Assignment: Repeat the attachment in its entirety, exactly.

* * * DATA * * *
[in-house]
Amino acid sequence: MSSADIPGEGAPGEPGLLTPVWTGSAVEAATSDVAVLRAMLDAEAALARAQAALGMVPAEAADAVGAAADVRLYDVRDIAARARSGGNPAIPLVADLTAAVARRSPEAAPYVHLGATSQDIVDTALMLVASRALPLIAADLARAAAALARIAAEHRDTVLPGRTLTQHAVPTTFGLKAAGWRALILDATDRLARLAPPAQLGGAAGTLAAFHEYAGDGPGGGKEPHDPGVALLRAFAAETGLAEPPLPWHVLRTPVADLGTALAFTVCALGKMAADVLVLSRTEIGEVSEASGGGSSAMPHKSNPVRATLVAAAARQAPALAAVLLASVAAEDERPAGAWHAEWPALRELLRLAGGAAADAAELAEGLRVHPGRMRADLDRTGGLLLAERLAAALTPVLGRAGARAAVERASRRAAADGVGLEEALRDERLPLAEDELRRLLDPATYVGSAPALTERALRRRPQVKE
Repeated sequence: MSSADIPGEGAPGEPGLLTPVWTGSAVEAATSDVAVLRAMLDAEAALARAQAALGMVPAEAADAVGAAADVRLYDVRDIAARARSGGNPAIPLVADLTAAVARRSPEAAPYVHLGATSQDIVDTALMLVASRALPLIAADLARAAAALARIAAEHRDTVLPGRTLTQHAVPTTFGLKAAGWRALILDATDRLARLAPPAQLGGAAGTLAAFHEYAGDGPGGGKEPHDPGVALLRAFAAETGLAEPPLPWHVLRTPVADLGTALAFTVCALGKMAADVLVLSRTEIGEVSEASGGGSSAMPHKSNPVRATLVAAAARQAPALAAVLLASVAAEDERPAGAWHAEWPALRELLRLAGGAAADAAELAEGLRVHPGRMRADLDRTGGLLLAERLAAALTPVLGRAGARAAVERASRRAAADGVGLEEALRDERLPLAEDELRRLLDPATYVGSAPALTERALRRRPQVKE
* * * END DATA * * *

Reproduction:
[in-house]
Amino acid sequence: MSSADIPGEGAPGEPGLLTPVWTGSAVEAATSDVAVLRAMLDAEAALARAQAALGMVPAEAADAVGAAADVRLYDVRDIAARARSGGNPAIPLVADLTAAVARRSPEAAPYVHLGATSQDIVDTALMLVASRALPLIAADLARAAAALARIAAEHRDTVLPGRTLTQHAVPTTFGLKAAGWRALILDATDRLARLAPPAQLGGAAGTLAAFHEYAGDGPGGGKEPHDPGVALLRAFAAETGLAEPPLPWHVLRTPVADLGTALAFTVCALGKMAADVLVLSRTEIGEVSEASGGGSSAMPHKSNPVRATLVAAAARQAPALAAVLLASVAAEDERPAGAWHAEWPALRELLRLAGGAAADAAELAEGLRVHPGRMRADLDRTGGLLLAERLAAALTPVLGRAGARAAVERASRRAAADGVGLEEALRDERLPLAEDELRRLLDPATYVGSAPALTERALRRRPQVKE
Repeated sequence: MSSADIPGEGAPGEPGLLTPVWTGSAVEAATSDVAVLRAMLDAEAALARAQAALGMVPAEAADAVGAAADVRLYDVRDIAARARSGGNPAIPLVADLTAAVARRSPEAAPYVHLGATSQDIVDTALMLVASRALPLIAADLARAAAALARIAAEHRDTVLPGRTLTQHAVPTTFGLKAAGWRALILDATDRLARLAPPAQLGGAAGTLAAFHEYAGDGPGGGKEPHDPGVALLRAFAAETGLAEPPLPWHVLRTPVADLGTALAFTVCALGKMAADVLVLSRTEIGEVSEASGGGSSAMPHKSNPVRATLVAAAARQAPALAAVLLASVAAEDERPAGAWHAEWPALRELLRLAGGAAADAAELAEGLRVHPGRMRADLDRTGGLLLAERLAAALTPVLGRAGARAAVERASRRAAADGVGLEEALRDERLPLAEDELRRLLDPATYVGSAPALTERALRRRPQVKE